Late-in-life divorces often raise concerns about the division of retirement assets like IRAs, 401(k)s and pensions. Many older couples also wonder about what impact, if any, a divorce will have on their Social Security benefits. It’s a valid concern whether you are getting a divorce now, or you were divorced decades ago.
Because so many women have been in the workforce now for several decades, most can qualify for Social Security benefits on their own records. In order to receive Social Security benefits on your own record, you must have 40 work credits, which is equivalent to 10 years of working. The benefit amounts are calculated based on up to 35 years of income that has been adjusted for inflation and vary considerably from person to person. The average Social Security benefits check in 2017 was $1,360 per month.
To maximize your Social Security benefit, you need to wait until you reach full retirement age before filing a claim. For those born after 1943, that age is between 66 and 67:
|Birth year||Full retirement age|
|1955||66 years, 2 months|
|1956||66 years, 4 months|
|1957||66 years, 6 months|
|1958||66 years, 8 months|
|1959||66 years, 10 months|
|1960 or later||67 years|
If you wait to make a claim on your ex’s work record until you reach full retirement age, you can receive up to 50% of his or her full retirement amount. If you need to make a claim before full retirement age, you will receive a permanently reduced spousal benefit.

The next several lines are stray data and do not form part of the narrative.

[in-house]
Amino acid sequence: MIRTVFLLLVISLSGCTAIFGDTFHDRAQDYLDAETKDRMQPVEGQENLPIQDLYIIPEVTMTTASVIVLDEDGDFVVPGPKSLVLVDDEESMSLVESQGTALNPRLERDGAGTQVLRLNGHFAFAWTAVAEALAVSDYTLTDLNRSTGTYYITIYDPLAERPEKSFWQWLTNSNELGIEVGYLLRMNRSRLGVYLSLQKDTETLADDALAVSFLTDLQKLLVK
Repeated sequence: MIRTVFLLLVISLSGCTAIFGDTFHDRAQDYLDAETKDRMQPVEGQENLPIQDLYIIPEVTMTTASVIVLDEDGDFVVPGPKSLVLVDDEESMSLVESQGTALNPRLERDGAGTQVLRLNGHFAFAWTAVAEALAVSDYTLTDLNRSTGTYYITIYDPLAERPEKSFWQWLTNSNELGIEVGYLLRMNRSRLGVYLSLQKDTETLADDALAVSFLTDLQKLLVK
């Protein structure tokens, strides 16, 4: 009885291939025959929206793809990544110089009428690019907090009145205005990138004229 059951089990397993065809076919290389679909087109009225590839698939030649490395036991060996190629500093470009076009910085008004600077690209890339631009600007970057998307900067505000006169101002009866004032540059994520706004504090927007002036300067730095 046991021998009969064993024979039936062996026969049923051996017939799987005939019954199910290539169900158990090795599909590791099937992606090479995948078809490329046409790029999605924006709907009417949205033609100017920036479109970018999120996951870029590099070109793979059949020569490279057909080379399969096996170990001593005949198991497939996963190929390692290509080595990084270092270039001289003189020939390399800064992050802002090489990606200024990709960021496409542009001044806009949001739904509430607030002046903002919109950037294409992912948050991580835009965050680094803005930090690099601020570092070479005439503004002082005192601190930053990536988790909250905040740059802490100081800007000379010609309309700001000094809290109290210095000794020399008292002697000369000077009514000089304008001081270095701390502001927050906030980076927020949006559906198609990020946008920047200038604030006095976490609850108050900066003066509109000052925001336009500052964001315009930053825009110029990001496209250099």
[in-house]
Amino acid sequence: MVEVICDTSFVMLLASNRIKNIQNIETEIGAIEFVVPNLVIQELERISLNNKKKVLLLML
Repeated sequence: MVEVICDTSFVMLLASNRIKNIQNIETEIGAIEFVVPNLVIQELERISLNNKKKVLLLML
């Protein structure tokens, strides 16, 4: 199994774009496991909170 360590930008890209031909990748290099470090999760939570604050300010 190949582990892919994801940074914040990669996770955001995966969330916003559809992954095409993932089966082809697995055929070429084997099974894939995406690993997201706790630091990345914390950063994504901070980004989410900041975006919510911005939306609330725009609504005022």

Spousal benefits and divorce
No matter when you are divorced, you can receive benefits on your ex-spouse’s work record if you meet the following requirements:
- You must be unmarried
- You must be 62 or older
- Your ex-spouse must be entitled to Social Security benefits
- Your own work record benefit must be less than the benefit you’d receive on your ex-spouse’s work record.
If you have remarried, you cannot claim spousal benefits unless that remarriage ended in divorce, annulment or death.
It’s important to note that your ex does not have to begin collecting benefits before you can file for your own on his or her work record. However, you must have been divorced for at least two years to make a claim.
Finally, you should know that if you have an ex-spouse who is making a claim on your work record, it does not reduce your own Social Security benefits.
By handling cases with the dignity and respect they deserve, we have helped many families in New Jersey civilly resolve their divorce, rebuild a satisfying life, and confidently step into the next chapter of their lives. Contact us today for your free consultation.